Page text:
DNS Hijackers Target Middle East Governments

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Security experts are warning of a new state-sponsored DNS hijacking campaign affecting at least 40 organizations across 13 countries.

Cisco Talos revealed in a blog post yesterday that the “Sea Turtle” campaign began back in January 2017 and has been active until the first quarter of this year, targeting mainly public and private sector organizations in the Middle East and North Africa.

Attackers sought first to gain DNS credentials from target organizations, either by exploiting known vulnerabilities or sending spear-phishing emails. They then typically used these log-ins to target the firm’s registrar, accessing their DNS records and modifying them to point users to a malicious server under the hackers’ control.

The group then set-up a classic man-in-the-middle (MiTM) operation, impersonating legitimate services to harvest user credentials.

“Once these credentials were captured, the user would then be passed to the legitimate service. To evade detection, the actors performed ‘certificate impersonation,’ a technique in which the attacker obtained a certificate authority-signed X.509 certificate from another provider for the same domain imitating the one already used by the targeted organization,” explained Cisco.

“This tactic would make detecting the MitM attack more difficult, as a user's web browser would still display the expected "SSL padlock" in the URL bar.”

With access to the target’s network, the attackers then stole the organization’s SSL certificate, enabling them to perform more MiTM attacks to harvest other credentials, expanding their access. Stolen certs were used for just a day to maintain good OpSec.

Primary targets were military organizations, national security agencies, foreign affairs ministries and energy companies in Libya, Egypt, UAE, Cyprus, Lebanon, Iraq, Jordan, Turkey, Armenia, Syria and Albania.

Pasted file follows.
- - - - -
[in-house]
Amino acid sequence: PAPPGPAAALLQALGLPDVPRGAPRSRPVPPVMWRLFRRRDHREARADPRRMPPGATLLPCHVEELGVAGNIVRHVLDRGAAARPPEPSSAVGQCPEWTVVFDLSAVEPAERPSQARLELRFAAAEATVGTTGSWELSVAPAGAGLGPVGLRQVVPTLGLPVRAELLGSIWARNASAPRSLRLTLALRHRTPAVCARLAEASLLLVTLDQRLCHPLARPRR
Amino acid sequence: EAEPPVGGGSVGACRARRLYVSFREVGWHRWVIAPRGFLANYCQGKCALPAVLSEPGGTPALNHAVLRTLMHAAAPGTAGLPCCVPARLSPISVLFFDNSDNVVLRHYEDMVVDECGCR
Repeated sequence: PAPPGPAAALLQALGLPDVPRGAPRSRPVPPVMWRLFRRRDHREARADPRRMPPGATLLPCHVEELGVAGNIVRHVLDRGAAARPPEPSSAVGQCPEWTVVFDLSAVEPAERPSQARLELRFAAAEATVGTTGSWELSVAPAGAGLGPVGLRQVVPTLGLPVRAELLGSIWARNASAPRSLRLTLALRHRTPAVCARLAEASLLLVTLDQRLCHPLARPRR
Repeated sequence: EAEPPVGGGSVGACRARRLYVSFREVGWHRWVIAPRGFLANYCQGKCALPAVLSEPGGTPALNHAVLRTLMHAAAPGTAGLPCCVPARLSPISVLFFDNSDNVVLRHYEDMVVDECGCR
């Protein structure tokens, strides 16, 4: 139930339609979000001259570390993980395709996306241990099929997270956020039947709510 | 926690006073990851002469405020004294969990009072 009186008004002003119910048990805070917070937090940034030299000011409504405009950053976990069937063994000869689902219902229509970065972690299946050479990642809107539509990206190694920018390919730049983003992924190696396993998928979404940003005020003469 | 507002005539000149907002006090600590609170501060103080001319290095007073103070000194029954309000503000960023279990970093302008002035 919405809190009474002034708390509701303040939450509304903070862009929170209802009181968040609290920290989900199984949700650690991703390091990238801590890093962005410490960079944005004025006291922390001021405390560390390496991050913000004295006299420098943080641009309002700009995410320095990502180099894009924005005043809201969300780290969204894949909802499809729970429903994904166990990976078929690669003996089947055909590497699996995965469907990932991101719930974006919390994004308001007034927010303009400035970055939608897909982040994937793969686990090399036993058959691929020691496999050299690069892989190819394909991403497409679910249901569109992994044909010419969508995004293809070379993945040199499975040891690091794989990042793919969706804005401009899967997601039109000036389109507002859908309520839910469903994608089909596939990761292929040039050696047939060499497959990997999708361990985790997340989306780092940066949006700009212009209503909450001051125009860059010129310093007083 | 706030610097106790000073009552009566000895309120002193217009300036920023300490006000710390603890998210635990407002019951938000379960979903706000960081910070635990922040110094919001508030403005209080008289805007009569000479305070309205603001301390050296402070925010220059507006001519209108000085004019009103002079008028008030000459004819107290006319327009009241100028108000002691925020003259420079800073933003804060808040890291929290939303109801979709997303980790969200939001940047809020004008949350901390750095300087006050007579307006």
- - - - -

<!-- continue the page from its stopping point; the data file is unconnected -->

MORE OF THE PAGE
Secondary targets, infiltrated to gain access to the former, were mainly based in the US and Sweden and included DNS infrastructure firms such as registrars, ISPs, telcos, and one registry. Swedish DNS firm Netnod was one of these.

“Notably, the threat actors were able to gain access to registrars that manage ccTLDs for Amnic, which is listed as the technical contact on IANA for the ccTLD .am,” Cisco continued. “Obtaining access to this ccTLD registrars would have allowed attackers to hijack any domain that used those ccTLDs.”

The firm warned that the group is highly capable and has continued in its operations, undeterred by media reports on some of its activity.

“Most traditional security products such as IDS and IPS systems are not designed to monitor and log DNS requests. The threat actors were able to achieve this level of success because the DNS domain space system added security into the equation as an afterthought. Had more ccTLDs implemented security features such as registrar locks, attackers would be unable to redirect the targeted domains,” it concluded.

“The threat actors also used an interesting techniques called certificate impersonation. This technique was successful in part because the SSL certificates were created to provide confidentiality, not integrity. The attackers stole organizations' SSL certificates associated with security appliances such as ASA to obtain VPN credentials, allowing the actors to gain access to the targeted network.”

Cath Goulding, head of cybersecurity at .uk registry Nominet, claimed its infrastructure was secure thanks to it taking a layered approach.

“While two-factor authentication helps verify authenticity, Domain Lock is a tool by which registrars can literally ‘lock’ domains so that no changes can be made without thorough authentication of the domain name owner via 2FA. We are continually monitoring the situation, and would reassure the majority of consumers trying to access .UK domain names,” she said.

“For businesses that have their own DNS provisions, we would recommend checking your DNS settings manually to ensure they are still pointing to legitimate servers. The issue with this sort of attack is that it’s incredibly difficult to spot. We would recommend implementing stringent access protocols for your DNS settings, such as multi-factor authentication, as this additional layer of security makes it much harder for hackers to gain access to your systems.”

The group is not connected to the DNSpionage attacks revealed in November last year, according to Cisco.

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